& Tornado Alley
The Mandelbrot set is surely one of the most fascinating structure visually in
mathematics. The Mandelbrot set is the set of complex numbers c such
that the iteration scheme
zn+1 = zn² + c
is bounded when starting from the point z0=0. A significant subset of the Mandelbrot set consists of those values of c such that the iteration scheme approaches limits for which
Such a limit point z* satisfies the equation
For any c there is a limit point z*; i.e., such that if z0=z* the iteration will remain at z* forever.
The crucial question is what are the limit points that are stable so that the iteration starting from z0=0 will approach them.
Consider the deviations of the iteration values from the corresponding limit point; i.e.,
For values of zn close to z* this reduces to 2|z*|<1. The boundary between the stable and unstable limit points is given by |z*|=1/2. Such limit points are given by the equation
The question is what are the values of c which give those limit points. Those values of c are simply
This equation is a parametric equation for the set of c values. It shows how the points on the circle of radius 1/2 in the z* space map into the c space. For example, z*=½ maps into c=¼, z*=−½ maps into c=−3/4, z*=i½ maps into c=½+i¼ and z*=−i½ maps into c=−½+i¼.
The plot below shows the full set of c values.
An there is the familiar cardioid shape that bounds the main body of the mandelbrot set.
The iteration may approach a limit cycle rather than a limit point. For a two-period cycle of z1* and z2* the values would have to satisfy the equations
From these equations defining z1* and z2* it follows that
The deviations zn-z* satisfy the equations
Therefore if |zn+2-z2*| is to be less than |zn-z2*| it must be that
For values very close to a cycle pair this reduces to:
For the boundary of the stable set equality prevails; i.e.,
It was previously determined that z2* = −(1 + z1*), therefore the condition for the boundary of stability reduces to:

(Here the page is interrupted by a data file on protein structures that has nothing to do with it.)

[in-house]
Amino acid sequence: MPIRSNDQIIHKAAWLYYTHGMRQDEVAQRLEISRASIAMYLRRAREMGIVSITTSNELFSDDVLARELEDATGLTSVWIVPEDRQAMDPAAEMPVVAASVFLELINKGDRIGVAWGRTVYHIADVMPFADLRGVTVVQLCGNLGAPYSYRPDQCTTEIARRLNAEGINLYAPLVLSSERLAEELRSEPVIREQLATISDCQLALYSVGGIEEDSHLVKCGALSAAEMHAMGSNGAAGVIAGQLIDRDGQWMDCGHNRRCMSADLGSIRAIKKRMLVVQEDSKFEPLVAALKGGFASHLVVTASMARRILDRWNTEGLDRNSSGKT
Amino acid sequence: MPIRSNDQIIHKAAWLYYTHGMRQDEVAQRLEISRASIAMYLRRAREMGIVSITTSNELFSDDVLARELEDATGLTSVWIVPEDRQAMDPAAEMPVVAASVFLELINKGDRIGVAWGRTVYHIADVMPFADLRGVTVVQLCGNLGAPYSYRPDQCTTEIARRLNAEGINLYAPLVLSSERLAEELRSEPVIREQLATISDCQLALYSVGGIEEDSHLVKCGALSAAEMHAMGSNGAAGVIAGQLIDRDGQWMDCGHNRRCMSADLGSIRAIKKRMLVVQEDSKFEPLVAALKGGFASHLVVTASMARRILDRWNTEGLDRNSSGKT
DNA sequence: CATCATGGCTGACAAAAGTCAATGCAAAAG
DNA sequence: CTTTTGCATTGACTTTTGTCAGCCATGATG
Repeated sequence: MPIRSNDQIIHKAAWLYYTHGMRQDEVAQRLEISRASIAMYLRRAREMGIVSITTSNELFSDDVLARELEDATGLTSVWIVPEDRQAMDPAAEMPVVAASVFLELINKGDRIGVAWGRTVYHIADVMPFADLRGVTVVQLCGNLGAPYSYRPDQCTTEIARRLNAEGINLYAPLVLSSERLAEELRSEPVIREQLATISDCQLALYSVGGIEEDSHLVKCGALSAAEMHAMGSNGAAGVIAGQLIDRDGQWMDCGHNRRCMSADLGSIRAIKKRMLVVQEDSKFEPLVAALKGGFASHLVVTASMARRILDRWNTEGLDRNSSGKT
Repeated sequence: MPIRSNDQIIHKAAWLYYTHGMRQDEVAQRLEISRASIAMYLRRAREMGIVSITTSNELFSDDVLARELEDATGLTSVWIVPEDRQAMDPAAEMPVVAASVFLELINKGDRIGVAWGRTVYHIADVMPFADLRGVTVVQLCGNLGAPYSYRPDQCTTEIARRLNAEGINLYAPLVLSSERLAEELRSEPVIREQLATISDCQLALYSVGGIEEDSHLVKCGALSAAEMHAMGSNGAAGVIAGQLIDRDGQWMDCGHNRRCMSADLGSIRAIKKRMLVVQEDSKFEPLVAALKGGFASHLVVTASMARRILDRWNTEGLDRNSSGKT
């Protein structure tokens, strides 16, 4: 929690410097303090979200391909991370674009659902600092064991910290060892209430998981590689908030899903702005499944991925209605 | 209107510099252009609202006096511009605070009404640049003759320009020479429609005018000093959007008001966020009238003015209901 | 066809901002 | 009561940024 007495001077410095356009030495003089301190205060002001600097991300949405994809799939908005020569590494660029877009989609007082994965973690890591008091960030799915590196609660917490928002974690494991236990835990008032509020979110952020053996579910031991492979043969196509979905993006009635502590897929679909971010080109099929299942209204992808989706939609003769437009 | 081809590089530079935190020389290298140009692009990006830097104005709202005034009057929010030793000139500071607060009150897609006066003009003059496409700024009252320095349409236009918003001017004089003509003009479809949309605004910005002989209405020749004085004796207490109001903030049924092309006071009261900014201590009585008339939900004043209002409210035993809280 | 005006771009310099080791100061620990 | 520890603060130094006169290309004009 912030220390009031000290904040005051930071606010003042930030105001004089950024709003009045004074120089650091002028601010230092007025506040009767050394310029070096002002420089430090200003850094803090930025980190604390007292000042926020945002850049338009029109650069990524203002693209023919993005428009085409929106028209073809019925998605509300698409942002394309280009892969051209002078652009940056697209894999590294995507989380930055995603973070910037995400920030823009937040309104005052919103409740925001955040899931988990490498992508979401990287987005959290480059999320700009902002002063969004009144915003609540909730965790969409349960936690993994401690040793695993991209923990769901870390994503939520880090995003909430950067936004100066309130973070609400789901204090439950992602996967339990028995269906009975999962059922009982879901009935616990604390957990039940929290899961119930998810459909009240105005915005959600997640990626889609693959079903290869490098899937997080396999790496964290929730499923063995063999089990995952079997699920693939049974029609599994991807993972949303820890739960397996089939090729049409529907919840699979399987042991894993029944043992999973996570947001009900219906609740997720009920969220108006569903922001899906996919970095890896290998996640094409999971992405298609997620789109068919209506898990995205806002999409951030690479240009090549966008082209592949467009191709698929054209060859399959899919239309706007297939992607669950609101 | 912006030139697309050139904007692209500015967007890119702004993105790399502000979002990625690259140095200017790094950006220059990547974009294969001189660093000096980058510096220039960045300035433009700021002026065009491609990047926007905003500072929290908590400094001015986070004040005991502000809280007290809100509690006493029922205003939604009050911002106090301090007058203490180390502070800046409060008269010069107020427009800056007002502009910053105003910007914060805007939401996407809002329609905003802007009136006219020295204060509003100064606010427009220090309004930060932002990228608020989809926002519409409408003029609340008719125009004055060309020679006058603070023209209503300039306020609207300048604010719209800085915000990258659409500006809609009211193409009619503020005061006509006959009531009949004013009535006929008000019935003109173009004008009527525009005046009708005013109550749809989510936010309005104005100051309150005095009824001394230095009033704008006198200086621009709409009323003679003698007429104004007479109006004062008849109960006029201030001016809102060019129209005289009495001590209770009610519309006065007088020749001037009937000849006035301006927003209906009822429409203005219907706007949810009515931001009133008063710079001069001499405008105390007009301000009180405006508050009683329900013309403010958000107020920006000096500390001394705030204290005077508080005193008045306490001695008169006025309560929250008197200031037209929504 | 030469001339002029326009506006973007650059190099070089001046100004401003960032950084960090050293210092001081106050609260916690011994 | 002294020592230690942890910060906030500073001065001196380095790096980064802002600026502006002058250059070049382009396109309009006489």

The allowable values of z1 are solutions to the quadratic equation
There are two solutions to this quadratic equation; one corresponding to z1* and the other to z2*.
It is not the solutions for z1* or z2* that are of interest; it is the set of values of c corresponding to these solutions.
The defining equation
It is known that
This is the locus of a circle of radius ¼, the center of which is shifted one unit to the left on the real axis. This is shown below in a diagram with the values of c corresponding to limit points.
The analysis for 3-cycles is more difficult but by same procedures as in the previous it can be established that the boundaries between the stable and unstable cycles are circles of radius 1/8. In general the boundaries between stable and unstable m-cycles are circles of radius 1/2m. The diagram below shows the placement of circles having radii of 1/8, 1/16 and 1/32.
There are also easily discernible circles in the Mandelbrot set of radius 1/64.
The limit points z1*, z2* and z3* satisfy the equations
The substitution of the equation for z1* into the equation for z2*² and the substitution of that equation into the equation for z3* produces a polynomial equation of degree 8.
There will be eight solutions to this equation and two pairs of triples which satisfy the conditions for limiting 3-cycles for each given value of c. The product of the eight solutions will be equal to the constant term divided by the coefficient of the highest power of z*. This means that the product of the solutions is equal to (c² + c)² + c.
In order to establish the conditions for stability of the 3-cycles consider the deviations between zn+3 and z3*, zn+2 and z2*, zn+1 and z1*, and zn and z3*. These deviations satisfy the equations
Successive substitutions establish that if |zn+3 − z3*| is to be less than |zn − z3*| it is necessary that
For values very close to the limiting 3-cycles this reduces to
and for the boundary between the stable and unstable 3-cycles
From the defining equations for the limit points it follows that
(To be continued.)
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